There’s been a lot of talk about regtech recently. Perhaps too much.
In February the Australian Securities and Investment Commission held roundtables in Sydney and Melbourne to discuss the topic. In March regulatory technology start-ups launched their own association. And in June a summit in Sydney will give players in the nascent industry a chance to meet and share their stories.
According to Chami Akmeemana, a regtech advisor to the Ontario Securities Commission in Canada, it’s now time for action.
“Regulation is a very archaic system,” he told CIO Australia. “And regtech on the other side of the world has been implemented or has been researched for a long time. Regtech seems to be a buzzword that people throw around here without any deep meaning of what they’re doing.”
Akmeemana is running a hackathon – #RegHackDownUnder – at RMIT in Melbourne next week, targeting regulatory issues in the financial services and the energy sector. A director at blockchain company Consensys, Akmeemana will be “taking off any corporate hat” so he can speak as an individual and “say what needs to be said,” he explained.
“Hence why I’m calling out the regulators, I’m calling out the corporates. You guys claim to be doing certain things; you claim to be doing blockchain,” he said.
“I want to get the message across and empower the market. I want to and I have to. This is the only way I can push it. We need to do something to jumpstart this. To me it’s
about getting things done.”
Akmeemana’s no nonsense approach has won the support of AUSTRAC, ANZ Bank, ASIC and the Victorian State Government who are backing the hackathon, and putting forward problem statements and teams.
Judges include Data61 research director Dr. Liming Zhu, and CEO of Startup Victoria Georgia Beattie.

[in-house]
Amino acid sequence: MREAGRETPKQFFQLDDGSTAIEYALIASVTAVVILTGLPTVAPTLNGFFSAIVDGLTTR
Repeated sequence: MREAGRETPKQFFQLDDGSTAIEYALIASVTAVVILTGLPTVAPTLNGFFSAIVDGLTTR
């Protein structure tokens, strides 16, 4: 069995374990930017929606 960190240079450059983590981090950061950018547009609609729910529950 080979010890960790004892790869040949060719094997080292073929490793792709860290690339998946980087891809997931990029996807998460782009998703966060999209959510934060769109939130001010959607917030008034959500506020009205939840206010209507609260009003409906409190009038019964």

The event will follow a similar model to one Akmeemana recently supported in Canada – #RegHackTO – the country’s first regulatory hackathon.
The November weekend proved enlightening for the Ontario Securities Commission who said in a report afterward: “As a securities regulator, we must be prepared to consider novel fintech ideas and business models in a nimble and flexible manner. While we must ensure essential investor protections are in place, we need to reconsider our rule framework in the light of rapid business change.”
Late last year, the Canadian province’s securities commission signed an agreement with ASIC to give fintech companies from Canada and Australia easier access to support “from the combined resources of their financial regulators as they seek to operate in the others’ market”.
ASIC launched an Innovation Hub in 2015 and towards the end of last year started offering informal assistance to a number of regtech businesses, and launched a regulatory sandbox framework.
The commission is trying to strike a balance between “our commitment to encouraging innovation…without compromising on the proper regulation”, ASIC Commissioner John Price said in a speech to a fintech meet-up in Perth last month.
“As technology changes over time, it is natural to experience disruptions that challenge the existing regulatory framework. And it is very important that ASIC does not stand in the way of technological change that may improve outcomes across the financial system. However, we also need to continue to target our strategic objectives to ensure good governance in the financial sector,” Price said.
#RegHackDownUnder takes place from May 12 to 14. For further details: reghack.org